Investigational product A pharmaceutical form of an active ingredient or placebo being tested or used as a reference in a clinical trial, including a product with a marketing authorization when used or assembled (formulated or packaged) in a way different from the approved form, or when used for an unapproved indication, or when
used to gain further information about an approved use. (ICH)

investigator A person responsible for the conduct of the clinical trial at a trial site. If a trial is conducted by a team of individuals at a trial site, the investigator is the responsible leader of the team and may be called the principal investigator. (ICH). 21 CFR 50.3 expands on the ICH definition by stating that an investigator is the individual
“under whose immediate direction the test article is administered or dispensed to, or used involving, a subject, or, in the event of an investigation conducted by a team of individuals, is the responsible leader of that team.

investigator’s brochure A compilation of the clinical and nonclinical data on the investigational product(s) which is relevant to the study of the investigational product(s) in human subjects


L

legally acceptable representative An individual or juridical or other body authorized under applicable law to consent, on behalf of a prospective subject, to the subject’s participation in the clinical trial.


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Glossary- Clinical Trials Terminology – C – F

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Glossary- Clinical Trials Terminology – C – F

C

Clinical Trial/Study Any investigation in human subjects intended to discover or verify the clinical, pharmacological and/or other pharmacodynamic effects of an investigational product(s), and/or to identify any adverse reactions to an investigational product(s), and/or to study absorption, distribution, metabolism, and excretion of an investigational product(s), with the object of ascertaining its safety and/or efficacy. The terms “clinical trial” and “clinical study” are synonymous.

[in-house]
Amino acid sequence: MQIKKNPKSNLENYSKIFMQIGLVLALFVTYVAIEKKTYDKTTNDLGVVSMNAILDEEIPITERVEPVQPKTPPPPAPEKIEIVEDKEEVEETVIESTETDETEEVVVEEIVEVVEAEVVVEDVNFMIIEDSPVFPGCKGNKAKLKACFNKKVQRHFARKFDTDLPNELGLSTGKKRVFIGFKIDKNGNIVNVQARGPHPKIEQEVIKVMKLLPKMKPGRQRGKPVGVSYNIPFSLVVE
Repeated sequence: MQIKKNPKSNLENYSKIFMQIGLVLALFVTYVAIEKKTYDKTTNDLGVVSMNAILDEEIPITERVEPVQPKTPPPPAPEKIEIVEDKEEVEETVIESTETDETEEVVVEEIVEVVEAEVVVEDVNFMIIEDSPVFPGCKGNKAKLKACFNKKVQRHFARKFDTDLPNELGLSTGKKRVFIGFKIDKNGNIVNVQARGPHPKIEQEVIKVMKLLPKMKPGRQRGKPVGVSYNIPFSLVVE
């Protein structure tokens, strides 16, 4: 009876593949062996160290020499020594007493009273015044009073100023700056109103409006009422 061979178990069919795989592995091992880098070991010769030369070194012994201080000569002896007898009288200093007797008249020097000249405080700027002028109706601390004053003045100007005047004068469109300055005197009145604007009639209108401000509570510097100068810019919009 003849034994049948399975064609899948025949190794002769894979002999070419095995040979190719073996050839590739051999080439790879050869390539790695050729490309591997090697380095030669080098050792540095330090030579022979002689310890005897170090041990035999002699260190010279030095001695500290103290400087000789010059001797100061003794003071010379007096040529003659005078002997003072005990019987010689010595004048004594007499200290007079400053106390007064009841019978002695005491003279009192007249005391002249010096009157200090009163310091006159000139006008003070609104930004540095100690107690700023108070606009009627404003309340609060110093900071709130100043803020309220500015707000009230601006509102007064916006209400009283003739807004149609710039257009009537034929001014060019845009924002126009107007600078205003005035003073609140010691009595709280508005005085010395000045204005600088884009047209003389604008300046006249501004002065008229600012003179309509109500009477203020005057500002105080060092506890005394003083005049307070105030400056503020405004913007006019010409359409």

Clinical Trial/Study Report A written description of a trial/study of any therapeutic, prophylactic, or diagnostic agent conducted in human subjects, in which the clinical and statistical description, presentations, and analyses are fully integrated into a single report

Cohort Group of subjects in a clinical trial followed up at regular, predetermined intervals

Comparative Study One in which the investigative drug is compared against another product, either active drug or placebo.

Comparator (product) An investigational or marketed product (i.e., active control), or placebo, used as a reference in a clinical trial.

Compliance (in relation to trials) Adherence to all the trial-related requirements, good clinical practice (GCP) requirements, and the applicable regulatory requirements.

Confidentiality Prevention of disclosure, to other than authorized individuals, of a sponsor’s proprietary information or of a subject’s identity.

Consent Form (CF)(also Informed Consent Form/Document  – ICD) Document used during the consent process that is the basis for explaining to potential subjects the risks and potential benefits of a study and the rights and responsibilities of the parties involved

Clinical Research Organization (CRO) A person or an organization (commercial, academic, or other) contracted by the sponsor to perform one or more of a sponsor’s trialrelated duties and functions.


D

Database: A collection of data, typically organized for easy search and retrieval. Data stored in computer form for
retrieval, processing, and/or analysis.

Data Monitoring Process by which case report forms are examined for completeness, consistency, and accuracy